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Woman smoking, Fordsburg, Johannesburg, 1975
David Goldblatt
Artwork 1975
David Goldblatt's monochrome photograph 'Woman smoking, Fordsburg, Johannesburg. 1975' shows a seated woman, her hands folded in her lap, holding a cigarette.
Artwork: David Goldblatt, Woman smoking, Fordsburg, Johannesburg. 1975 (1975). Silver gelatin print on fibre-based paper. 46.5 x 45 cm. Private collection.
Artist David Goldblatt Title Woman smoking, Fordsburg, Johannesburg, 1975 Date 1975 Materials Silver gelatin print on fibre-based paper Dimensions 46.5 x 45 cm Edition Edition of 10 Credit Private collection

“In 1975,” Goldblatt wrote, “after working for about five years on a series of portraits of my compatriots in the streets and homes of Soweto and the suburbs of Johannesburg, it seemed natural, almost inevitable, that I should extend what I was doing to an attempt to explore their bodies, or rather, the particulars of their bodies, as affirmations or embodiments of their selves.” The resulting photographs, intimate studies of friends and strangers, were later collected under the title Particulars (2003). These studies not only treated all particulars with a similar curiosity – from a black man’s hands to a white woman’s hair – but necessitated a humanising closeness. As in Woman smoking, one’s eye is drawn not to difference but to detail; the flesh of the woman’s thigh just below her skirt, the scars on her left arm, the way she holds her cigarette. The photograph is subtly subversive in its suggestion of touch, at a time when touch across the ‘colour line’ was disallowed.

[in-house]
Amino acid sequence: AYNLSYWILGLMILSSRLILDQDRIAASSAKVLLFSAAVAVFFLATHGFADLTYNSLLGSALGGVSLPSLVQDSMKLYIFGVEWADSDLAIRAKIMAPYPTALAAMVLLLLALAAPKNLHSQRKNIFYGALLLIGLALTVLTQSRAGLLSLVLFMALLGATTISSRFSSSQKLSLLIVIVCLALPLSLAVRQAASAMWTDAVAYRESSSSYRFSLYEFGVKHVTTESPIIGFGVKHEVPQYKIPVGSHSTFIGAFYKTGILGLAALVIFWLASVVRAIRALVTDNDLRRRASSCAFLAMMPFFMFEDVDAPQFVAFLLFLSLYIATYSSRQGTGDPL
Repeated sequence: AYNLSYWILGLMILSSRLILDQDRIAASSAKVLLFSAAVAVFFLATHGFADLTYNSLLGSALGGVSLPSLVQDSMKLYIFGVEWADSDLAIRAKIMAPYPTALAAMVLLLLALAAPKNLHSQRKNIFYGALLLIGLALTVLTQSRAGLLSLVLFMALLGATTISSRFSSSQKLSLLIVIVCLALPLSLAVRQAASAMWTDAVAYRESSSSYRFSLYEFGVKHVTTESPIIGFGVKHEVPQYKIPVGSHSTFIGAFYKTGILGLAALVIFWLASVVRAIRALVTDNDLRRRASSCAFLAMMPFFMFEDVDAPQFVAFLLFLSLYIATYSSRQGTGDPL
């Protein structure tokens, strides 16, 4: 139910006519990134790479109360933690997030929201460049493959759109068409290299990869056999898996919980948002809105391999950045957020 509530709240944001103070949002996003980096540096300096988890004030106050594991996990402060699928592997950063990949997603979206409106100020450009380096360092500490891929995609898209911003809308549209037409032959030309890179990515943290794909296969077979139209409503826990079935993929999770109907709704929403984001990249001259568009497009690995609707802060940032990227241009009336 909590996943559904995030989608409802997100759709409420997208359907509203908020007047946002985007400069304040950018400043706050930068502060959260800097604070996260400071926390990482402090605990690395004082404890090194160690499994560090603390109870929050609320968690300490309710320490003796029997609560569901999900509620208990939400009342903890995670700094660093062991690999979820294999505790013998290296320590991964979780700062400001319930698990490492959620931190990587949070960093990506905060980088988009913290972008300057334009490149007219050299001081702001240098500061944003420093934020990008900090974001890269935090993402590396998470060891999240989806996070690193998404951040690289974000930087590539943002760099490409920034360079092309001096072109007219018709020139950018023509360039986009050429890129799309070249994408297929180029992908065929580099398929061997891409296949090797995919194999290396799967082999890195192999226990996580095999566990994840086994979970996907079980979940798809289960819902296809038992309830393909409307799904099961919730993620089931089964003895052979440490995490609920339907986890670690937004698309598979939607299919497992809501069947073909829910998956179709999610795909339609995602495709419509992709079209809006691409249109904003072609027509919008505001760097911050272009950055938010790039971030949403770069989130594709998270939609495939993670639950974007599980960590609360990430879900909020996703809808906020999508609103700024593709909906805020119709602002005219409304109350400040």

This photograph was included in Fifty-one Years, 2001; Particulars (first edition)2003; Particulars (second edition), 2014; and Structures of Dominion and Democracy, 2018.

“I was drawn,” the late photographer David Goldblatt wrote, “not to the events of the time but to the quiet and commonplace where nothing ‘happened’ and yet all was contained and immanent.” A preeminent chronicler of South African life under apartheid and after, Goldblatt bore witness to how this life is written on the land, in its structures or their absence. Unconcerned with documenting significant historic moments, his photographs stand outside the events of the time and yet are eloquent of them. Through Goldblatt’s lens, the prosaic reveals a telling poignancy. Even in those images that appear benign, much is latent in them – histories and politics, desires and dread. His photographs are quietly critical reflections on the values and conditions that have shaped the country; those structures both ideological and tangible. Among his most notable photobooks are On the Mines (1973), Some Afrikaners Photographed (1975), In Boksburg (1982), The Structure of Things Then (1998), and Particulars (2003).